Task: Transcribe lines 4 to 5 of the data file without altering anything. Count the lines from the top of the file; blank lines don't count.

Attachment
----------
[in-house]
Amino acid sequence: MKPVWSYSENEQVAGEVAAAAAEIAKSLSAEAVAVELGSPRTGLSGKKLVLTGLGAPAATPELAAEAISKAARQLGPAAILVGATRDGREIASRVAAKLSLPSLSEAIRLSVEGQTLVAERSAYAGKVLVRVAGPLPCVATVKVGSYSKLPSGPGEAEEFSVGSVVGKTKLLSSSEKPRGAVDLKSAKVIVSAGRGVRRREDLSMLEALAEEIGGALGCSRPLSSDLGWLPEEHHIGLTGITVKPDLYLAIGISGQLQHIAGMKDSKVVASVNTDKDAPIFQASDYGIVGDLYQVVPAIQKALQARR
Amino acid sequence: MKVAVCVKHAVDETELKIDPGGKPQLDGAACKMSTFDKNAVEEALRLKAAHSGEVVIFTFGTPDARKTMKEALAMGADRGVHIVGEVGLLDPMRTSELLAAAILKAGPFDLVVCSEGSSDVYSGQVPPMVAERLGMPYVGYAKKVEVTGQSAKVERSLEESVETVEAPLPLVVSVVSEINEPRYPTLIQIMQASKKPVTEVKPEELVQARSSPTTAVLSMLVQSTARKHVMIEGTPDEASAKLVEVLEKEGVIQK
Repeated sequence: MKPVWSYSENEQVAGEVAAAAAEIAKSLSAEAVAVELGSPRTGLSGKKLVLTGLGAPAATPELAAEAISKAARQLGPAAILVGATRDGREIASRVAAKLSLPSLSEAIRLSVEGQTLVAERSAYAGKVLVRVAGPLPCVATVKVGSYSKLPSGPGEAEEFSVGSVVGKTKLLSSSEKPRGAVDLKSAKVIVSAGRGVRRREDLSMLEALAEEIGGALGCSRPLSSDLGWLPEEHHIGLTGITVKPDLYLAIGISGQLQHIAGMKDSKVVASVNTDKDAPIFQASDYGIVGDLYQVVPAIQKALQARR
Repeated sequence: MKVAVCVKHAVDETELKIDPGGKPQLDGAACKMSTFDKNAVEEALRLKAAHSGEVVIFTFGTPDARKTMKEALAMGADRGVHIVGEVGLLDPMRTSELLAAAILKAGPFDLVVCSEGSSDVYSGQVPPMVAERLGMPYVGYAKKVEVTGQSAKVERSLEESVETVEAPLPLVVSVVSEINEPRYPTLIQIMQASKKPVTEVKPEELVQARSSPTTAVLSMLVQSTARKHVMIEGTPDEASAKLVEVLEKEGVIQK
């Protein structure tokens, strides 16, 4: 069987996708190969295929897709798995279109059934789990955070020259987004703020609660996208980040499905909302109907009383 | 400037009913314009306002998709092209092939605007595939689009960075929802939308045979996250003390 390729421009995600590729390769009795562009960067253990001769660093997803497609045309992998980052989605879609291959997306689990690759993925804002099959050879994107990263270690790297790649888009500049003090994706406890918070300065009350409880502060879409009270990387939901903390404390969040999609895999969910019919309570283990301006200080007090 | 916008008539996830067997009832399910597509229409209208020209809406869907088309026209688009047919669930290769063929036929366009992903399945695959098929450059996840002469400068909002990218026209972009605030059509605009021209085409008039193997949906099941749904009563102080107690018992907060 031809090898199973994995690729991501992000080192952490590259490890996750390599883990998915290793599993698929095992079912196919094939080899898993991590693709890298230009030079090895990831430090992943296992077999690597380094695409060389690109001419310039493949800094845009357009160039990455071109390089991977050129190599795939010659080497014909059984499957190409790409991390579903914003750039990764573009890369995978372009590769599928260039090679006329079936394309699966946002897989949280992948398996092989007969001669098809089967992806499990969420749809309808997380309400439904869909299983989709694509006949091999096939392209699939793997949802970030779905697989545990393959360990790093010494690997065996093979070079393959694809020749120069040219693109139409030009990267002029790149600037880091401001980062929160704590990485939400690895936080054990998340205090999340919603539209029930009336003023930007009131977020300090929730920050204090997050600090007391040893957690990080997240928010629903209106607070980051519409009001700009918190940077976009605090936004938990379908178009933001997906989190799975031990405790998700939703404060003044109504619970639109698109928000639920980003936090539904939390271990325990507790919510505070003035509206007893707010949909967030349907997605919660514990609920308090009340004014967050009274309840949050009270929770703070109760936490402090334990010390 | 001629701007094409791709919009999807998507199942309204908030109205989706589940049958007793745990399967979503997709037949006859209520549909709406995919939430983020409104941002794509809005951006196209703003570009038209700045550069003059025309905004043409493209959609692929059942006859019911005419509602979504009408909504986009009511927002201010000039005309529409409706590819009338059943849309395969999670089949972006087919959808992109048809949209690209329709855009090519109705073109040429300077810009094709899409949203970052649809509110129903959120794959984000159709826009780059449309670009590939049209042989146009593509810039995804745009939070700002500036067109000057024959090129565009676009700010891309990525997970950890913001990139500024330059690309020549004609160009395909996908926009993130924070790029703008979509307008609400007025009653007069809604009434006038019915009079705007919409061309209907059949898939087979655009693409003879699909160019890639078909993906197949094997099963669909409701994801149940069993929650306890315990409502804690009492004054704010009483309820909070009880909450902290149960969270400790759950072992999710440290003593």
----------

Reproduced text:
Repeated sequence: MKPVWSYSENEQVAGEVAAAAAEIAKSLSAEAVAVELGSPRTGLSGKKLVLTGLGAPAATPELAAEAISKAARQLGPAAILVGATRDGREIASRVAAKLSLPSLSEAIRLSVEGQTLVAERSAYAGKVLVRVAGPLPCVATVKVGSYSKLPSGPGEAEEFSVGSVVGKTKLLSSSEKPRGAVDLKSAKVIVSAGRGVRRREDLSMLEALAEEIGGALGCSRPLSSDLGWLPEEHHIGLTGITVKPDLYLAIGISGQLQHIAGMKDSKVVASVNTDKDAPIFQASDYGIVGDLYQVVPAIQKALQARR
Repeated sequence: MKVAVCVKHAVDETELKIDPGGKPQLDGAACKMSTFDKNAVEEALRLKAAHSGEVVIFTFGTPDARKTMKEALAMGADRGVHIVGEVGLLDPMRTSELLAAAILKAGPFDLVVCSEGSSDVYSGQVPPMVAERLGMPYVGYAKKVEVTGQSAKVERSLEESVETVEAPLPLVVSVVSEINEPRYPTLIQIMQASKKPVTEVKPEELVQARSSPTTAVLSMLVQSTARKHVMIEGTPDEASAKLVEVLEKEGVIQK